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Communicating differently

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DQW Bureau
New Update





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Most recruitment advertisements for IT and BPO companies mention: “We are an

equal opportunity employer” in a very small font size, toward the end of the

advertisement, but it would be difficult to recall any advertisement that

specifically calls for applications from differently abled people. Even if one

visits the career sections of the websites of leading IT and BPO companies in

India, it would be difficult to locate whether there is something for

differently abled people or whether there is a specific mention about

encouraging these people to apply for jobs. The reasons are not easy to

comprehend but this is a reality which cannot go unnoticed. However, there are

some examples of good work done by a few companies in this regard.

Infosys is a company which has been noticed for its work in this direction.

Infosys BPO, sometime back, was awarded the 'Best Employer in Disability' by the

Ministry of Social Justice and Empowerment, Government of India, for its policy

of attracting and encouraging differently abled employees. Infosys BPO is one of

the largest employers of disabled individuals in the BPO industry. The company

has plans to increase its headcount of differently abled employees to 5 percent

of the total workforce by April 2009. But the Project Communicate initiative of

MphasiS (an EDS company) stands out and gives an indication of how things will

shape in the future.

The Hope Behind



Getting the latest data about differently abled people is not an easy task.

The Government of India's census data dates to 2001 and puts the total number of

disabled people at 2.1 crore. But data on educational qualification-data which

can throw good light on the talent pool availability among these people-are

difficult to come by. Visiting the Social Justice and Empowerment Ministry's

website (http://socialjustice.nic.in) gives the pathetic state of affairs. Most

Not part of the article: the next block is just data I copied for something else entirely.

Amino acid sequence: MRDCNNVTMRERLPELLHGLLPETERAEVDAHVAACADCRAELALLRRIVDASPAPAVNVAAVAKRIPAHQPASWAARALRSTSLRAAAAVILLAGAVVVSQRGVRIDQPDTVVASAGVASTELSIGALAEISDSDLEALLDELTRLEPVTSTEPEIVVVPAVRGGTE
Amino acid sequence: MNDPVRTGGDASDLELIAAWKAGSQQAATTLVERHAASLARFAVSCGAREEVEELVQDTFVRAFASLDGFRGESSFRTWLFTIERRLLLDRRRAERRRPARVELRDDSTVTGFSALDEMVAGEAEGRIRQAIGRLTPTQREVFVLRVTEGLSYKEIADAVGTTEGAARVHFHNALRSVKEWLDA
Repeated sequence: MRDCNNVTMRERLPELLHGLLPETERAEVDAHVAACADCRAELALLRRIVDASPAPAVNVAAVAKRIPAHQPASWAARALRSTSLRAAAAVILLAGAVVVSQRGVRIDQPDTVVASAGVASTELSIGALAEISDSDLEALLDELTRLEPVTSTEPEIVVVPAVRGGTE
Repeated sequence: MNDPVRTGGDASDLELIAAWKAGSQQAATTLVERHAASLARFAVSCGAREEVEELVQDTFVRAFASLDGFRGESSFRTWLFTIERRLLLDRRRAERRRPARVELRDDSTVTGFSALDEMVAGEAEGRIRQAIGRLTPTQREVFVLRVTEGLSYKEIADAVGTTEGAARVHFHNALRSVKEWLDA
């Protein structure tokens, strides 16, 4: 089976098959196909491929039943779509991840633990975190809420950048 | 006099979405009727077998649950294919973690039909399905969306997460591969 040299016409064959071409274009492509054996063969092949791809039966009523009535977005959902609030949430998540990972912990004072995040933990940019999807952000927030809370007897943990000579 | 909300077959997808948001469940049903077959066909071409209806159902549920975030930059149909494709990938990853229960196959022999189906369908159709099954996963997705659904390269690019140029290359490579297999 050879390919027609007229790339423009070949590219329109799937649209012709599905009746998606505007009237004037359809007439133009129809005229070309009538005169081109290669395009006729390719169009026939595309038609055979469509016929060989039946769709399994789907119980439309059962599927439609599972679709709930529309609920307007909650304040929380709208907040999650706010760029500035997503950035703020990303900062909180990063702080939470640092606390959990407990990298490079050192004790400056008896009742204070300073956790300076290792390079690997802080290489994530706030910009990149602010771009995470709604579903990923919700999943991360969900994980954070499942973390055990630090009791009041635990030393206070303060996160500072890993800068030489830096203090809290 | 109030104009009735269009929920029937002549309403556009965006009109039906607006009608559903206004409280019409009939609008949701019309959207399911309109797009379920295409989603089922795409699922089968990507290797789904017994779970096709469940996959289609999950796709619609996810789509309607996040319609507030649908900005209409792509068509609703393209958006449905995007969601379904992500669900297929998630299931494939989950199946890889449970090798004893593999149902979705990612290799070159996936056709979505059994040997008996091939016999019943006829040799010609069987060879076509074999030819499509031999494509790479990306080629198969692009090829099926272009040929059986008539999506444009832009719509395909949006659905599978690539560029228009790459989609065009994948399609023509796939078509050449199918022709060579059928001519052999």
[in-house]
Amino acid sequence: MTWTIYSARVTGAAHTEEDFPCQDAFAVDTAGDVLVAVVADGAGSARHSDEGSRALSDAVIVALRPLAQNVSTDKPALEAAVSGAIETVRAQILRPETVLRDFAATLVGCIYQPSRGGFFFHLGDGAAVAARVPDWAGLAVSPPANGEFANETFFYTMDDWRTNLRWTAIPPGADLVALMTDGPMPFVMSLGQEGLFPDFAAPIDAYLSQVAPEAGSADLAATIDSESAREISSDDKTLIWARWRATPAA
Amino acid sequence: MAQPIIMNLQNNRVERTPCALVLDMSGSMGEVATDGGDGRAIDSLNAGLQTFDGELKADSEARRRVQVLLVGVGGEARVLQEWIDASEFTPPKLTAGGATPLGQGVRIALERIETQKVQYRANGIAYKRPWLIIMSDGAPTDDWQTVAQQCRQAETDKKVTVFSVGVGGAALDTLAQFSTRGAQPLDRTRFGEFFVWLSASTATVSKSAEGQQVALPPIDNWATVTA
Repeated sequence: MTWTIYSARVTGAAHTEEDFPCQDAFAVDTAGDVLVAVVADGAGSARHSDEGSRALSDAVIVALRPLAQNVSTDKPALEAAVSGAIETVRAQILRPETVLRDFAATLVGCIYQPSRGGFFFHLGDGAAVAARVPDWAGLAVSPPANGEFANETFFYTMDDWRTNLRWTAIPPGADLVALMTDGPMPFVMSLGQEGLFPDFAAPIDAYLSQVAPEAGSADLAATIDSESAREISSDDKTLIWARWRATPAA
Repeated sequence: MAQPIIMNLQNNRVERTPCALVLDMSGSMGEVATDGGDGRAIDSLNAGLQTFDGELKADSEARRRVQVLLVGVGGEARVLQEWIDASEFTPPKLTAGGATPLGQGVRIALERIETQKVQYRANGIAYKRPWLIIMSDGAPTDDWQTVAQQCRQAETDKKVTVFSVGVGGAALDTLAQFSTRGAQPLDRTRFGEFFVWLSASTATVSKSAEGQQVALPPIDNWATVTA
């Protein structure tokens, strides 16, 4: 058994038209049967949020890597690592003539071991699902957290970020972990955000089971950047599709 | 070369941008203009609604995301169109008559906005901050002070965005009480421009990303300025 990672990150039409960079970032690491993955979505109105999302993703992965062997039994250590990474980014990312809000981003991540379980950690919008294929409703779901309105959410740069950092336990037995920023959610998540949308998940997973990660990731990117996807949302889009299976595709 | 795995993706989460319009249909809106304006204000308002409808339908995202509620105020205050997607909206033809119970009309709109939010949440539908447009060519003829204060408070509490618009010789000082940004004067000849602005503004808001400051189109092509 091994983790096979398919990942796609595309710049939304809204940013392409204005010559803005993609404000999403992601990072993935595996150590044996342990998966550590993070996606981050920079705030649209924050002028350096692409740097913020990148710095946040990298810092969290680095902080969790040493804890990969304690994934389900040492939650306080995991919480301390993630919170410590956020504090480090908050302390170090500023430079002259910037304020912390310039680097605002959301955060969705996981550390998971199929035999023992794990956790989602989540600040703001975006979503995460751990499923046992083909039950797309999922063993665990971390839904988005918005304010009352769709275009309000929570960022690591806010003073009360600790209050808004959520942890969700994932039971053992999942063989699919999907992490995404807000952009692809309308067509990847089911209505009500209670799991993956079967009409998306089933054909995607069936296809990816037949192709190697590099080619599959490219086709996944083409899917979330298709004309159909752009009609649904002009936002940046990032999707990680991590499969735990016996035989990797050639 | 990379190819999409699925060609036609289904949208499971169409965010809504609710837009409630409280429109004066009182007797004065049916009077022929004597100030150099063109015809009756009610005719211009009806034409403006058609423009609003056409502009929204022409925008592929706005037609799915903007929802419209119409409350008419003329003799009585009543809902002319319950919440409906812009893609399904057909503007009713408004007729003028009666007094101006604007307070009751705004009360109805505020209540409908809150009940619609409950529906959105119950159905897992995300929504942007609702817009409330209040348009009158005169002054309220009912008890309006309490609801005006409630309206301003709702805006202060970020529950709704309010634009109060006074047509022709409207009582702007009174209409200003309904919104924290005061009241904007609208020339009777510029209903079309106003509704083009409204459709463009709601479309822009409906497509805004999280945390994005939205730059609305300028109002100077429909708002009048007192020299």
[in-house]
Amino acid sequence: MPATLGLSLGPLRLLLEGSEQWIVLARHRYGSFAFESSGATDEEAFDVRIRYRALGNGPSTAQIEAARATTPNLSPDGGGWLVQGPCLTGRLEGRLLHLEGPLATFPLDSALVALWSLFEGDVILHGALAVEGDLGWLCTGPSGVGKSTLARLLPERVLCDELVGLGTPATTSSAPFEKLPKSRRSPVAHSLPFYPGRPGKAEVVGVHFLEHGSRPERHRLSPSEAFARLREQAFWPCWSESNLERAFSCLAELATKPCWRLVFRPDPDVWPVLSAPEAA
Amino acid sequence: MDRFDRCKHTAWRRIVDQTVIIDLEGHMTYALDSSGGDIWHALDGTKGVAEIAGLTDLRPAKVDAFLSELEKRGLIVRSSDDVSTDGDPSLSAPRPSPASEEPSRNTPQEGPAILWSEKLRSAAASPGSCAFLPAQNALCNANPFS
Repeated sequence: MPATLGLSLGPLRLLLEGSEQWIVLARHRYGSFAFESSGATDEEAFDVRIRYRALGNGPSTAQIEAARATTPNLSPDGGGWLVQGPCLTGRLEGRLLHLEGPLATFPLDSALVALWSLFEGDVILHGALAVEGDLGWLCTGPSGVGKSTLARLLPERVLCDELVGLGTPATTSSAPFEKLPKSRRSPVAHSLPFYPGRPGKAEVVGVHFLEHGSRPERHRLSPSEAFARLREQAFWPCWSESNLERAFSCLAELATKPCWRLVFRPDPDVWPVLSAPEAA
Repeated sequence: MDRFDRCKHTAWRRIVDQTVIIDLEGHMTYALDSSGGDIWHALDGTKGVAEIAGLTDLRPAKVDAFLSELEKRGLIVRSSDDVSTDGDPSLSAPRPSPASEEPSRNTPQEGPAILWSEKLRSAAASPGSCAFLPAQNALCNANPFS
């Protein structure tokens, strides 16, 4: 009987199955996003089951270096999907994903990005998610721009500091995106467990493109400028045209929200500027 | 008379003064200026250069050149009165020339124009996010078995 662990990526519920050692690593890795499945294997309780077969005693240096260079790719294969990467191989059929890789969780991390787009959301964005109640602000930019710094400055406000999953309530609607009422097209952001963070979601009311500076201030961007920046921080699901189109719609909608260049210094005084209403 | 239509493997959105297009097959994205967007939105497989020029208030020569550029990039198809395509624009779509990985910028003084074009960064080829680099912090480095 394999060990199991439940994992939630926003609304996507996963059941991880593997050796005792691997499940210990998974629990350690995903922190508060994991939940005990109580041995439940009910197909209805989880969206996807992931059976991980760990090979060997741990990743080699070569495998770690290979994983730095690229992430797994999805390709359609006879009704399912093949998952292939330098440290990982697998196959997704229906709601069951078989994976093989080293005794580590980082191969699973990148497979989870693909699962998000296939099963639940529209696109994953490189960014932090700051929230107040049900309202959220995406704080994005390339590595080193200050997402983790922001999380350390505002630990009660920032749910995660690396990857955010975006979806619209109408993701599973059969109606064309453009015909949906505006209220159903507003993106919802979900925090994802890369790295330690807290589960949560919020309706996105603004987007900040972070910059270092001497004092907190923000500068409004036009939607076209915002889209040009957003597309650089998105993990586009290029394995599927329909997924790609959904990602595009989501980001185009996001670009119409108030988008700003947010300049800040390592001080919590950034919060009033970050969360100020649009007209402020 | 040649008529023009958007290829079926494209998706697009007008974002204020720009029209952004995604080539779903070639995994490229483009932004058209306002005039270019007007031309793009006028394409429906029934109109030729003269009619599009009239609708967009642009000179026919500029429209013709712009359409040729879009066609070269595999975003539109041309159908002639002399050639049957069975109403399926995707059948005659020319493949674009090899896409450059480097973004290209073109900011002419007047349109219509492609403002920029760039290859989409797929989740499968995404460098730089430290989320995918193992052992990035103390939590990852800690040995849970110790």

of the data and information are outdated, the most recent initiatives dating

back to 2002. That is a good indicator of the keenness of government agencies

entrusted with the task of taking good care of this section of population.

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MphasiS' strength of differently abled people working at different levels has

grown from 40 to 140 over a period of three years. This has been possible due to

Project Communicate. Designed by MphasiS and Diversity & Equal Opportunity

Center (DEOC), along with the Association of People with Disability (APD), the

curriculum provides participants with both technical and soft skills required

for a successful career in ITeS.

According to Meenu Bhambhani, Manager-CSR, MphasiS, “This is a unique

initiative as it is aimed at making people from rural areas with SSLC and PUC

education employable. The plan now is to expand it to other cities where MphasiS

has its operations.” Bhambhani who overcame her own disability through hard work

and dedication, says, “For me, disability is not just personal but also

political. I always felt that being a person with disability does not

necessarily equip me to work for various issues plaguing person with

disabilities in India. I also believe that unless there are changes at the

policy level, things will not change.”

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Highlighting the idea behind the project, Rama Chari, Director, DEOC, says,

“We felt the need to focus on increasing employability through an intensive and

structured pre-employment training, which would enable them to compete on an

equal footing with other candidates”

Way Forward



India needs more such initiatives across the country, to exploit the

untapped talent that exists in the country. IT and BPO companies need to come

forward in a more focused manner, and not make it merely a small part of their

CSR initiative but more mainstream. Through Project Communicate, MphasiS has the

first right to recruit, which is fair considering the investment it has made in

training and spotting of talent. DEOC is open to the idea of more companies

joining the program so that the base could be expanded. But more importantly,

companies have to do more to attract talent. There is a low level of awareness

among differently abled people about their eligibility for certain jobs. They

feel they are not welcome. This has to be overcome through campaigns and

advertisements targeted specifically at the disadvantaged section of the

population.

Sudesh Prasad


sudeshp@cybermedia.co.in

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